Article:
Read the full submission here.
State Heritage Assessment of Park Lands - tainted
Eight years after APPA asked the State Government to "urgently" consider State Heritage Listing for the Adelaide Park Lands, someone is now, finally, looking seriously at doing just that.
The Park Lands received National Heritage Listing in 2008 so it was a no-brainer (back in 2009) that we would ask the State Heritage Council to consider whether SA should follow the Federal Government's lead and declare that the Park Lands are worthy of "heritage" recognition.
State (and World) Heritage listing of the Park Lands is among APPA's key 'Objectives' in our Constitution.
We're not sure why it's taken so long, but a State "heritage assessment" of the Adelaide Park Lands and City Squares finally began in April 2017. However, the State Heritage Unit within the Department of Environment, Water and Natural Resources (DEWNR) has appointed a consultant firm that is beset with multiple conflicts of interest.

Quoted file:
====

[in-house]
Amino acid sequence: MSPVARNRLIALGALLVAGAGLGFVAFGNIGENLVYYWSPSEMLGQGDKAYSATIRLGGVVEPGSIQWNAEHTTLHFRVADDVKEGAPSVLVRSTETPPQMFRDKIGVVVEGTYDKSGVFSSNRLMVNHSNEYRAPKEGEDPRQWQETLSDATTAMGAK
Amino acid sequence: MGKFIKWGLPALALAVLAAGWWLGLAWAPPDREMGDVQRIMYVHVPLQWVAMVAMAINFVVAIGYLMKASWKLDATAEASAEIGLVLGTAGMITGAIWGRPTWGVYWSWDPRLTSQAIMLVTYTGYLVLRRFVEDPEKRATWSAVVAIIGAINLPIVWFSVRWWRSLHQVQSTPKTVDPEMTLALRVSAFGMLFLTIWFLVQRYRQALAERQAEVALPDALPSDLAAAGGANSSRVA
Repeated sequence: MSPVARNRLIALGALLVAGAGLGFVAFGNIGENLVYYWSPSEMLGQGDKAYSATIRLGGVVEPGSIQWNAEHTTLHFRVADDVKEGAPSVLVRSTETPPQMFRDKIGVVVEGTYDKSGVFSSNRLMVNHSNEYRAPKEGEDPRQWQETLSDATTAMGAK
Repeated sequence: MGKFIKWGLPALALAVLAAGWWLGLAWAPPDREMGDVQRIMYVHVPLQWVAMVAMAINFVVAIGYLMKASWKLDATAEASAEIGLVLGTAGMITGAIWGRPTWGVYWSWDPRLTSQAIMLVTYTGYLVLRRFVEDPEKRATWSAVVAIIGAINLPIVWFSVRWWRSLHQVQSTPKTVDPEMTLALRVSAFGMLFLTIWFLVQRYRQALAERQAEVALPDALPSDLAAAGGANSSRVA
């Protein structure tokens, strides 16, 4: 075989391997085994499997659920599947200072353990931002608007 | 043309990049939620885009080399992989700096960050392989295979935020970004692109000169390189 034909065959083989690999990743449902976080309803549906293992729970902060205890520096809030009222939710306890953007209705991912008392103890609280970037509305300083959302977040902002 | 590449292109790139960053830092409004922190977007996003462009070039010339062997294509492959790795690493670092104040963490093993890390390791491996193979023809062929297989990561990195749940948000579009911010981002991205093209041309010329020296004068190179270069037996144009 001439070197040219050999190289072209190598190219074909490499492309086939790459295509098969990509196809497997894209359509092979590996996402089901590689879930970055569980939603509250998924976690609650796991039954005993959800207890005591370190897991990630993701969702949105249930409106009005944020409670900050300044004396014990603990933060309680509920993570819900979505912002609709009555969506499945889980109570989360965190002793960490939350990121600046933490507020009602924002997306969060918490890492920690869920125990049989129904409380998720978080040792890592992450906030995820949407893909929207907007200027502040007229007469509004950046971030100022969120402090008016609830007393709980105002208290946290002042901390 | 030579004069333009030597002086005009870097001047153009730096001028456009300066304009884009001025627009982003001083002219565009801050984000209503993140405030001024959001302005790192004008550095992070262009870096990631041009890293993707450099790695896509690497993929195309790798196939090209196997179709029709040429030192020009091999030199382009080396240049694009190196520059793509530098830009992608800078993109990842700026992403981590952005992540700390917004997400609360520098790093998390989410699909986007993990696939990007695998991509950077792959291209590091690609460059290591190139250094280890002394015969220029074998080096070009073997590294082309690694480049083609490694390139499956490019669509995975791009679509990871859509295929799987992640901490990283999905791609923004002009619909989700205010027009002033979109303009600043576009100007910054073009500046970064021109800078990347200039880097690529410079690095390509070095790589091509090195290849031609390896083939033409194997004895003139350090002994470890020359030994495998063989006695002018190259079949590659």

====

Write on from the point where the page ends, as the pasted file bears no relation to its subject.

Dash Architects by its own admission, is working to alienate parts of the Park Lands on behalf of several clients.
APPA has called on either DEWNR or the Department's Minister, Ian Hunter, to re-start the process with a consultant that is not being paid to jeopardise any part of the Park Lands.
Our objections were ignored and the process is continuing despite the obvious conflict of interest. The timeline, to determine whether the Park Lands are entered on the State Heritage Register will now take many months. There is:
- a chance to give your input to a State Government website, via survey and a discussion: https://yoursay.sa.gov.au/decisions/adelaide-park-lands-and-city-squares-heritage-assessment/